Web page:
How organic agriculture is creating new export opportunities for African farmers
The staunchest supporters of each of the two sides in what I call Africa's 'agro-ideological debate' are unlikely to see eye to eye any time soon, so deep is their suspicion of each others' motives.
To advocates of intensive 'green revolution' revolution methods, Africa's low use of inputs like fertiliser and over-dependence on age-old low-tech agricultural practices is the problem that prevents the continent from feeding itself.
They scoff at the idea that low-inputs methodologies, such as favored by proponents of organic agriculture, are actually the most accessible, realistic and 'sustainable' key to African agricultural progress. The green revolutionists accuse the supporters of various kinds of 'sustainable farming' of being dreamy-eyed romantics who generally reject modernity and want to keep Africa in a 'backward' state of unrealistic natural pristine-ness.
Proponents of organic agriculture,on the other hand, say Asia's green revolution of the 1960s might have improved yields dramatically, but in the process set into motion many greater problems whose full effects are only becoming clear now. Among those cited are farmer dependence on expensive inputs like fertiliser and hybrid seed. Expensive in the best of times, during periods of crop failure due to flood or drought they have resulted in farmers in India committing suicide because they could not repay their debts for inputs obtained on credit.
Then there are the effects of soil and water pollution from excessive use of chemicals and a litany of other arguments passionately made by opponents of high-inputs agriculture.
By and large this lofty debate takes place in certain elite policy circles, in various NGOs and so on. Generally speaking, most farmers are too pre-occupied with just trying to break even to worry too much about weighty matters of agro-ideology. If and when fertiliser and hybrid seed can be made affordable, as with Malawi's much talked about inputs-subsidy program, farmers flock to avail themselves of them.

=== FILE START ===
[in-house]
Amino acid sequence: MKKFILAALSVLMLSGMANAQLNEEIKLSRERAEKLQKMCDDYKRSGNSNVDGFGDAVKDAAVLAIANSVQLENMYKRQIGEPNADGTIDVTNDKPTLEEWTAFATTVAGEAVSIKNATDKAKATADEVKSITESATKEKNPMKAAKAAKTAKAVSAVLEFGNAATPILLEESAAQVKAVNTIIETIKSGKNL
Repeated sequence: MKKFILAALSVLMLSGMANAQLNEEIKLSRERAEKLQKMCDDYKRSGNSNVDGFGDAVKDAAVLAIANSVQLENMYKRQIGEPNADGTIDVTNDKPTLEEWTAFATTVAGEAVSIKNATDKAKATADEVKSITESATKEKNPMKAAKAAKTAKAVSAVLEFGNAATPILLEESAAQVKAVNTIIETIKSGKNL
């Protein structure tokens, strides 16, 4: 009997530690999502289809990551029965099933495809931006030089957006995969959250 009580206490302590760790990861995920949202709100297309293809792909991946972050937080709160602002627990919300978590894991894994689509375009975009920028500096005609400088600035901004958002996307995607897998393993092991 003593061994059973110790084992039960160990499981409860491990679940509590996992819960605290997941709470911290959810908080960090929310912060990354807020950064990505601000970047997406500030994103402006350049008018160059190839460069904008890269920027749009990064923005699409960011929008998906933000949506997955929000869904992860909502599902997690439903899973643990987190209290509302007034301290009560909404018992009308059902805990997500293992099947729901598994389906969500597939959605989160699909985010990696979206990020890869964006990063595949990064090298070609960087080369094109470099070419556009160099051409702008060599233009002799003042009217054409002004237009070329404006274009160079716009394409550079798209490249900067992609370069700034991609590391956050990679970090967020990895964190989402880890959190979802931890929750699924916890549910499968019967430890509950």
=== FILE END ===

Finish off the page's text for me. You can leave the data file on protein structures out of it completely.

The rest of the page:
But even the absence of these inputs can create different kinds of opportunities for African small scale farmers. An increasing number of people in Europe, the US and elsewhere are willing to pay extra if necessary for food that is certified as having been grown organically. Among other things, this means the exclusion of most of the synthetic chemicals that have become a normal part of 'conventional' farming.
This market niche has developed in response to increased awareness of the environmental and health effects of the over-use of chemicals in modern farming, as well as broader concerns about the general conditions in which food is grown an a desire to see small scale farmers globally benefit more from their toil.
For produce to be marketed as certifiably 'organic' it must meet often stringent standards, and small scale farmers usually require training and other assistance to meet and maintain them. Cost factors have already excluded most African farmers from obtaining fertiliser and other chemical inputs even if they wanted them. Promoters of organic farming argue that this provides one of several strong incentives for African farmers to be trained in growing crops organically for a European market hungry for organically-grown tropical produce.
It is further argued that the traditional farming methodologies of most African farmers are close enough to the principles of certified organic farming that with the right support, they are ideally suited to adopt those techniques. Apart from then having access to a growing export market for selected crops, they also learn scientific techniques to obtain good yields for their traditional 'food security' crops, and to do so without the expense or the environmental and health costs of farming based on synthetic chemicals.
This is a simplified version of the stances of the main warring sides of the agro-ideological debate in which Africa is ground zero because of the continent's pressing food security problems. Each of the two sides has plenty of ammunition to throw at the other on each of the many points of disagreement.
The debate will keep raging, but the market imposes its own imperatives. Many African small scale farmers are finding that the combination of their lack of access to synthetic chemicals and the European demand for organically-grown produce puts them in a unique position to benefit from learning to meet the demands of this market niche.